Endosymbiont bacteria has been known to exist in Acanthamoeba hosts and influence Acanthamoeba virulence, AK clinical features, and susceptibility to antiamoebic drugs., Iovieno et al. found Acanthamoeba hosting bacterial endosymbionts in half of AK patients. Half of AK patients with endosymbiont belonged to the genus Pseudomonas. Previously, it was assumed that P. aeruginosa and Acanthamoeba were mutually exclusive ocular pathogens. However, in vitro studies have showed that Pseudomonas can increase the resistance of Acanthamoeba to contact lens disinfecting solutions and create a biofilm on contact lens surface enhancing Acanthamoeba retention. The presence of the endosymbiont may modify Acanthamoeba phenotype making the protozoa more pathogenic or resistant to therapy. Changes in gene expression and protein profiles have also been observed resulting from the amoeba/bacteria interaction in Hartmannella. Nakagawa et al. found that the presence of bacteria is essential and a critical number of bacteria is required for the development of AK. The time of coexistence with bacteria may also be an important determinant of the severity of AK. Besides, cases of contact lens-related microbial keratitis caused by P. aeruginosa which presented with perineural infiltrates, a typical characteristic of AK, were also reported. It is thus reasonable to use topical levofloxacin in suspected AK patients before the acquirement of culture result. In our case, topical levofloxacin and voriconazole were chosen as the first line treatment. We added topical chlorhexidine after the culture results showed P. aeruginosa and Acanthamoeba. Ortillés et al. found that combined chlorhexidine, voriconazole, and ciprofloxacin showed the greatest amoebicidal activity in vitro although monotherapy may still have its effects. The lesion in our case subsided in 1 week after the adding of topical chlorhexidine.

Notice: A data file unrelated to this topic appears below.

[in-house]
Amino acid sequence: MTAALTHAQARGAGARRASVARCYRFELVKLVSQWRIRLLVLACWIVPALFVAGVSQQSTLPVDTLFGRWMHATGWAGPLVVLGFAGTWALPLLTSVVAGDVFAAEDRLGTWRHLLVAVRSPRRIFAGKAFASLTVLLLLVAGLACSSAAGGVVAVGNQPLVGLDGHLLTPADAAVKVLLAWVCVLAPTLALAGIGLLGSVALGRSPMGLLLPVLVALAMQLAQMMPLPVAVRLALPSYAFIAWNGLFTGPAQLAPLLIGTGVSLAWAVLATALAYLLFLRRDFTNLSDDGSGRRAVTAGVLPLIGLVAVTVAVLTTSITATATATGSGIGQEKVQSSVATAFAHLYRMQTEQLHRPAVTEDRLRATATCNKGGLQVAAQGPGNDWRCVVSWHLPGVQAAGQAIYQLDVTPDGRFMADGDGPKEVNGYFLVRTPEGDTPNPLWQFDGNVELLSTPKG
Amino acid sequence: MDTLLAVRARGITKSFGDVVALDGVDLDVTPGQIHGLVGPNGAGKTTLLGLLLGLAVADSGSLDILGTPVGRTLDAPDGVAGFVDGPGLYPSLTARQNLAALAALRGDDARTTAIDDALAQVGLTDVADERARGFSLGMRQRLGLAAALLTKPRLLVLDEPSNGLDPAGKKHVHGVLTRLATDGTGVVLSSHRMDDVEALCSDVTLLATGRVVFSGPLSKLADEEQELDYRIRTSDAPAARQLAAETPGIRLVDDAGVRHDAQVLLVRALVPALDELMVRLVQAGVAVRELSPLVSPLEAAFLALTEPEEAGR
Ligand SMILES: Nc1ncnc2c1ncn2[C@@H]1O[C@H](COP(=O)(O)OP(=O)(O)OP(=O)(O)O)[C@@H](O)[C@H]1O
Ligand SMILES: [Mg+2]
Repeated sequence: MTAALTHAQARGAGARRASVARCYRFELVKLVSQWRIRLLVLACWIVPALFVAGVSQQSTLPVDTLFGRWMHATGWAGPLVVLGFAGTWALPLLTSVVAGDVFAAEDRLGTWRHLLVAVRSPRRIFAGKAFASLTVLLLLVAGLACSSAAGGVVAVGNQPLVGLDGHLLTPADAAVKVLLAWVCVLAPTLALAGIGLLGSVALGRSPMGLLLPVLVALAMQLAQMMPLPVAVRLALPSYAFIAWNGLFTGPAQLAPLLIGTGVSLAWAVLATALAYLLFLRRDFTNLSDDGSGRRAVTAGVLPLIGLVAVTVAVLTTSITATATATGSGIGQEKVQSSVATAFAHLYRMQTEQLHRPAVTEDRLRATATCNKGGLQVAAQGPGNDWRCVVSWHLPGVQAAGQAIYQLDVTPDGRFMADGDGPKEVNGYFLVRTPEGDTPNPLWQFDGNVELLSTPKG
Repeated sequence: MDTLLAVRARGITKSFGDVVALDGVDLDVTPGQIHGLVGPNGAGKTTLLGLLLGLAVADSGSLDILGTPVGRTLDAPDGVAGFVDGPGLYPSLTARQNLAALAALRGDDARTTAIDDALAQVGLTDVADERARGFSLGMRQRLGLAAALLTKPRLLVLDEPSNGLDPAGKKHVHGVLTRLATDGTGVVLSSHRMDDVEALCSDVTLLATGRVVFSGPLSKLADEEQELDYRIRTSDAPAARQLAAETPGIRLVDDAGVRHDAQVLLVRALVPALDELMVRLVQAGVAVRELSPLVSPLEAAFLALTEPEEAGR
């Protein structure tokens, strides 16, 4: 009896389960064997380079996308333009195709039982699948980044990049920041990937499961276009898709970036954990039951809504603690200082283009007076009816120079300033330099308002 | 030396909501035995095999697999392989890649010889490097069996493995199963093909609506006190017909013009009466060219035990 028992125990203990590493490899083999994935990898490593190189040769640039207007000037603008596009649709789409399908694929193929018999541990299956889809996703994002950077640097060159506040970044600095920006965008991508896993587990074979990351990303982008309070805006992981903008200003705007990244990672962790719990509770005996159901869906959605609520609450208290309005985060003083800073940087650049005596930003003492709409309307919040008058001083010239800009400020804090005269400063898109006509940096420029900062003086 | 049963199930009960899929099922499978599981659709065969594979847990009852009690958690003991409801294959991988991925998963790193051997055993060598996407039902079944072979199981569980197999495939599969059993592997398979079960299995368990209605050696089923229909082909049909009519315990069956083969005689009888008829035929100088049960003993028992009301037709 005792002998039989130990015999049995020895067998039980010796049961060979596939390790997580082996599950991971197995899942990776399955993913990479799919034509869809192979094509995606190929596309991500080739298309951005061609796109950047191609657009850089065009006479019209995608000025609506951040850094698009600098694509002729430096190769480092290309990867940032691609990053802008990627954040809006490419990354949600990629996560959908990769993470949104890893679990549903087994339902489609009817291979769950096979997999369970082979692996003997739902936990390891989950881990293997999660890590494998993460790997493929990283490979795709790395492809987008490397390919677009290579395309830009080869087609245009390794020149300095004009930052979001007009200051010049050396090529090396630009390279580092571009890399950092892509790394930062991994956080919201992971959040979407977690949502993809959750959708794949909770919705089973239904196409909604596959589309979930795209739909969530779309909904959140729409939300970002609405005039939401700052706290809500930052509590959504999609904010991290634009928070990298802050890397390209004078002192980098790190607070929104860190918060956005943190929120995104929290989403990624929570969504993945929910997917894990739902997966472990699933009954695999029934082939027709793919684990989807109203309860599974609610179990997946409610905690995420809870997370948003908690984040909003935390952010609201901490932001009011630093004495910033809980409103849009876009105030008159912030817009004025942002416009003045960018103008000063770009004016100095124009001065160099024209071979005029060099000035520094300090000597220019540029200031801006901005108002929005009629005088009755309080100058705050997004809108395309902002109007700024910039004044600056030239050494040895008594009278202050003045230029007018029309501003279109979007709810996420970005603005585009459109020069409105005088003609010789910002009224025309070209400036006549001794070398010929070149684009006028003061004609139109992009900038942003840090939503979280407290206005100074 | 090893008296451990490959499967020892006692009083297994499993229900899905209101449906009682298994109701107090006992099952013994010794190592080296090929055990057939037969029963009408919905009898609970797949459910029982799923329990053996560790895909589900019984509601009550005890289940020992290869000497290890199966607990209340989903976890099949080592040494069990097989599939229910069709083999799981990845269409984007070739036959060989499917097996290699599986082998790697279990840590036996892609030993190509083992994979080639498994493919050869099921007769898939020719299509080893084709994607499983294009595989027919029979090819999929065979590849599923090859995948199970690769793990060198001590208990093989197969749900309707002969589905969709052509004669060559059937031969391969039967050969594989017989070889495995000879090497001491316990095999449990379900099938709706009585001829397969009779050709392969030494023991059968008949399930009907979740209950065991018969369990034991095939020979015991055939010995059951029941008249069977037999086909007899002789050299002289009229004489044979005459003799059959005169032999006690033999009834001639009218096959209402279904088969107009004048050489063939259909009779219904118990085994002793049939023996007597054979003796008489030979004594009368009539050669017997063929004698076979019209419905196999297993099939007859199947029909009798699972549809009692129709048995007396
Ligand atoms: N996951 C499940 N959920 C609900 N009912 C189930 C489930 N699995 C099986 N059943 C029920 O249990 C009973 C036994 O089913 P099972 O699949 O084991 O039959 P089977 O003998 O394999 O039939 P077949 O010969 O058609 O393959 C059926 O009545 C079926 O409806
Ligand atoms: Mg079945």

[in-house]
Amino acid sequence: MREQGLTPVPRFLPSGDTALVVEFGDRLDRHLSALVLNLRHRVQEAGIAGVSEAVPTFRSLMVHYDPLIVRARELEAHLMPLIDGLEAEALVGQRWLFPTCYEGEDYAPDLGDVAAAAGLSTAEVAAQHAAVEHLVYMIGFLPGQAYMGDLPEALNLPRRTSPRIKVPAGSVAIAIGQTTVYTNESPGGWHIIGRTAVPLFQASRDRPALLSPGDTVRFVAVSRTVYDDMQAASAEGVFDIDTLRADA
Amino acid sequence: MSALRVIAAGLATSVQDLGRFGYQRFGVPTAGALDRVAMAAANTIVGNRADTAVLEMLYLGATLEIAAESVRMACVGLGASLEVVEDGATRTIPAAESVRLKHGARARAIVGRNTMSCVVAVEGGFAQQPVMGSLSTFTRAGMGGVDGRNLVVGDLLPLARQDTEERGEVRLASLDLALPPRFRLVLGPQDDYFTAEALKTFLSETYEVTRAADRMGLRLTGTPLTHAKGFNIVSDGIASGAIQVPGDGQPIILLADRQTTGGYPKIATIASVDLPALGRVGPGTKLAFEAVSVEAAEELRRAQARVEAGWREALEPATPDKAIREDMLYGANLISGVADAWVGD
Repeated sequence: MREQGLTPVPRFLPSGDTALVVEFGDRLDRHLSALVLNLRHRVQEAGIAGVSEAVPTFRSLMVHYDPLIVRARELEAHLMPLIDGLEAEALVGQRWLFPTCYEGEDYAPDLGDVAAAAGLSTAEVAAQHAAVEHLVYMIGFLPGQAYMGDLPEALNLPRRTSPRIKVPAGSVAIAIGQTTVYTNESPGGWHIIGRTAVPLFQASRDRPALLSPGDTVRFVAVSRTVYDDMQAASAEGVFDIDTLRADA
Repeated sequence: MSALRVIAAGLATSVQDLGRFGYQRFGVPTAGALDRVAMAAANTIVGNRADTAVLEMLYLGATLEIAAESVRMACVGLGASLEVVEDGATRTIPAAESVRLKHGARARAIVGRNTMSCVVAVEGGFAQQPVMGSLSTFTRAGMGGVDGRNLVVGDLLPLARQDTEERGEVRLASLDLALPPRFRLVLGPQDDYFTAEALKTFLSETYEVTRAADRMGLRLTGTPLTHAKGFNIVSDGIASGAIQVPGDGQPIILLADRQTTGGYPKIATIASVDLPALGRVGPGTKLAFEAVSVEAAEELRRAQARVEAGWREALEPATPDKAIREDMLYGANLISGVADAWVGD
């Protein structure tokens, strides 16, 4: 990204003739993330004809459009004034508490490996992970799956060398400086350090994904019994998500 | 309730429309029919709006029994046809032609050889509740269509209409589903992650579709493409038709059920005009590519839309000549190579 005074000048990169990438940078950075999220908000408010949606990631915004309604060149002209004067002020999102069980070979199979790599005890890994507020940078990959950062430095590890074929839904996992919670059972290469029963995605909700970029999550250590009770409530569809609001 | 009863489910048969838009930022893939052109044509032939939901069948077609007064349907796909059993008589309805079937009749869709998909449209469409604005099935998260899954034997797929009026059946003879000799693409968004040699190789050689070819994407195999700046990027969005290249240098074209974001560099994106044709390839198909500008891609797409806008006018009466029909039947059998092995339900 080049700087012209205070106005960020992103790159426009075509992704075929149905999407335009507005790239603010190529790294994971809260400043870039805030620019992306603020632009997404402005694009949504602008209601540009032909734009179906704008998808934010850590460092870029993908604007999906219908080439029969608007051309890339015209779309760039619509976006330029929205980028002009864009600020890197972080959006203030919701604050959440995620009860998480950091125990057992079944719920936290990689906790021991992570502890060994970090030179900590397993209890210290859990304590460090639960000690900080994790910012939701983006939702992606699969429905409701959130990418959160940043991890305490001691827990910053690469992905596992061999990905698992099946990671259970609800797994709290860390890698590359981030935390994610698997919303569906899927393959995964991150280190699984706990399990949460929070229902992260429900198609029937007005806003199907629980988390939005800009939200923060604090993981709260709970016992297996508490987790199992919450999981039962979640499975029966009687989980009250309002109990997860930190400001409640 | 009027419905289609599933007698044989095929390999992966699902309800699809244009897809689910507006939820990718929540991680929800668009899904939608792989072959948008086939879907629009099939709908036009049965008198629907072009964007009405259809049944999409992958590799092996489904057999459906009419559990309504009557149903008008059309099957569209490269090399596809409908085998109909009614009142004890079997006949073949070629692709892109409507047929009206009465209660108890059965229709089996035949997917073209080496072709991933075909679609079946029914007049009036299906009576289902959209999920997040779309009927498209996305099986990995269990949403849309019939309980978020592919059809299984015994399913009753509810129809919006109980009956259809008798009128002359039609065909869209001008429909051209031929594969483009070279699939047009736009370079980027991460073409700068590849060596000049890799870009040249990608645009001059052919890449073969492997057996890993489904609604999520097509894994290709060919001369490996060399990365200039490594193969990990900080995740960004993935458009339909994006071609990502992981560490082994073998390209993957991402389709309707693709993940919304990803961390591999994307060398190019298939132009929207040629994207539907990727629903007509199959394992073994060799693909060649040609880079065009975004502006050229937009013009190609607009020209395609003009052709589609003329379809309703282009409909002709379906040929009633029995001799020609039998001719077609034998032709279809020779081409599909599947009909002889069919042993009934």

| Conclusion|| |
Both P. aeruginosa and Acanthamoeba are potentially devastating causes of infectious keratitis. Our case highlights the importance of considering the possibility of a concurrent infection and atypical presentation in cases with contact lens-related keratitis. Topical voriconazole should be considered as the first-line treatment for patients with AK suspected of fungal keratitis. The use of topical levofloxacin cannot only control Pseudomonas but also help to treat Acanthamoeba in such patients who are already under antiamoebic treatments.
Declaration of patient consent
The authors certify that they have obtained all appropriate patient consent forms. In the form, the patient has given her consent for her images and other clinical information to be reported in the journal. The patient understands that name and initials will not be published and due efforts will be made to conceal identity, but anonymity cannot be guaranteed.
The authors would like to thank Shih-I Li for supporting the laboratory diagnosis of Acanthamoeba keratitis.
Financial support and sponsorship
Conflicts of interest
The authors declare that there are no conflicts of interests of this paper.
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[Figure 1], [Figure 2]